Mahidol University’s Faculty of Science inaugurates the “Pathology Information and Learning Center,” establishing a comprehensive repository of pathobiology knowledge with over 10,000 pathology specimens across molecular, cellular, tissue, laboratory animal, and human levels. This facilitates learning about the causes and mechanisms of diseases, which are crucial for precise disease treatments. The Pathology Think Tank serves as a pivotal tool in combating severe diseases, potentially leading to further medical research and innovation, supported by modern research and learning tools available through onsite and online applications.
Regardless of humanity’s battle against familiar chronic diseases or unforeseen future illnesses, this comprehensive Pathobiology Think Tank, a hub of knowledge in the field, is believed to be a reservoir of wisdom that will assist in navigating through all obstacles related to disease onset. It aims to mitigate the severity of diseases and stand as an intellectual pillar for humanity, its value amplifying as time progresses.
One reason why humanity cannot immediately conquer diseases is due to a lack of fundamental biological information, which is essential for finding adequate, clear, and accurate answers. Recently, Mahidol University decided to assemble a team of scientists and proactively build a biological database to unravel the mysteries of contemporary diseases. This initiative has sparked hope for Thailand and its network countries to establish their own central biological databases. Scientists believe that the most effective biological databases are those created by local communities, which can predict diseases with precision. This necessitates a central database that can be utilized for collaborative studies, employing Single-cell Omics Technology to analyze genetic structures and create maps of immune diversity among Asians in the Asian Immune Diversity Atlas (AIDA) project.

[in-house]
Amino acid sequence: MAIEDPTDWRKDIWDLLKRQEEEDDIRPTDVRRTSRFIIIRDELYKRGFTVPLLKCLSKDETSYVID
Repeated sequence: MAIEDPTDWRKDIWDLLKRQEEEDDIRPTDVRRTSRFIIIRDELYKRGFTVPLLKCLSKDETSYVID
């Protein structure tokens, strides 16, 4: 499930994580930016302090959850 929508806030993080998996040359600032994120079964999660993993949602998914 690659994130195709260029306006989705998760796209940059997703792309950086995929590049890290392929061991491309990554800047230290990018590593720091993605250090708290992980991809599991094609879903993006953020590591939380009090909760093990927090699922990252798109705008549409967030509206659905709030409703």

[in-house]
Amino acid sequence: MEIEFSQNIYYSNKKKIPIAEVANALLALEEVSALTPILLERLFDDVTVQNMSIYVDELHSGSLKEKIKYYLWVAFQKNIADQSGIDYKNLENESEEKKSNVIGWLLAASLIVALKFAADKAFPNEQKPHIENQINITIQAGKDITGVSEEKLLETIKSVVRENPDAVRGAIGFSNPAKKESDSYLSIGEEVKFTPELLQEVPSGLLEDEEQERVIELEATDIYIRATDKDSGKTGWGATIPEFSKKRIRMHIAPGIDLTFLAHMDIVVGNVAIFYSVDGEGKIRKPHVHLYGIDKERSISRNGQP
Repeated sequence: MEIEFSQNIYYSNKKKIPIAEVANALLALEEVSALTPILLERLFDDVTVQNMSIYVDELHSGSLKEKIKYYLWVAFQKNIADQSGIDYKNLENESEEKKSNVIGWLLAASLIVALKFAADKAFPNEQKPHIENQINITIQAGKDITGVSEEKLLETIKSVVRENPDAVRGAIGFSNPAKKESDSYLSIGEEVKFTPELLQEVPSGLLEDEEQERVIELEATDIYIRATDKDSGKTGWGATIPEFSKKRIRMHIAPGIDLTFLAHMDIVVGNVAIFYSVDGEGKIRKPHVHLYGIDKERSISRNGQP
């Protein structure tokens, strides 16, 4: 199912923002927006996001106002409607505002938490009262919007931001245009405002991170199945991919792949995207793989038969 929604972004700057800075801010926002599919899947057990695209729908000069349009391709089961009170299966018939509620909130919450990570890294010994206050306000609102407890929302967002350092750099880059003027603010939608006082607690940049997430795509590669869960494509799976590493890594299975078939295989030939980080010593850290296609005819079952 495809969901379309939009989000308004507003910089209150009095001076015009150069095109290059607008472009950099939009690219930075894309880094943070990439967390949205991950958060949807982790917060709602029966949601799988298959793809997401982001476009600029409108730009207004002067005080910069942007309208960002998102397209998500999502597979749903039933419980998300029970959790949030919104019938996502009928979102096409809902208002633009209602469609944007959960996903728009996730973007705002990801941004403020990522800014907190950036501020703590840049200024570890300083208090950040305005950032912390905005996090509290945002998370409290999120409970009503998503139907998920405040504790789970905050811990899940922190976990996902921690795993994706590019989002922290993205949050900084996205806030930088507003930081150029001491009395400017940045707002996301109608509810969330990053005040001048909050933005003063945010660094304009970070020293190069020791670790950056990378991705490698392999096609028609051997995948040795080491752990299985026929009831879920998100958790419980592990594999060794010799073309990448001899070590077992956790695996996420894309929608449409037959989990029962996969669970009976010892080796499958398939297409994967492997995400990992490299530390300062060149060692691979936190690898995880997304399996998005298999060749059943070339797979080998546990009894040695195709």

This project aims to acquire genetic information from Asia, the most populous region in the world, which currently has limited genetic data compared to Europe and America. It is anticipated to bridge the gap with the global project, Human Cell Atlas, which is in its data collection phase. Thailand has partnered with eight countries – Singapore, South Korea, Japan, India, Sri Lanka, Pakistan, and Russia, under the leadership of experts in genetics, cancer, immune responses to infectious diseases and allergies, as well as epidemiology, genetics, and medical bioinformatics.
AI Manoraa: Developing and producing a single type of medicine requires over a decade and a substantial investment in related resources. With numerous emerging diseases anticipated in the future, the use of AI can facilitate the design and processing of 3D studies of drug molecular structures, examining how they bind to targeted proteins within the human body. This establishes a theoretical foundation that leads to targeted and precise treatment outcomes. It not only reduces the hefty investment budget needed to observe test results on actual samples but also helps shorten the time required to invent and produce actual drugs, while enabling connections to numerous related knowledge sources.
It is time for Thailand to have a systematic medical and public health plan from upstream to downstream to accommodate new emerging diseases that will arise in the future. MANORAA is ready and available for interested medical science researchers to study and utilize the system to assist in drug design using Machine Learning, free of charge, at www.manoraa.org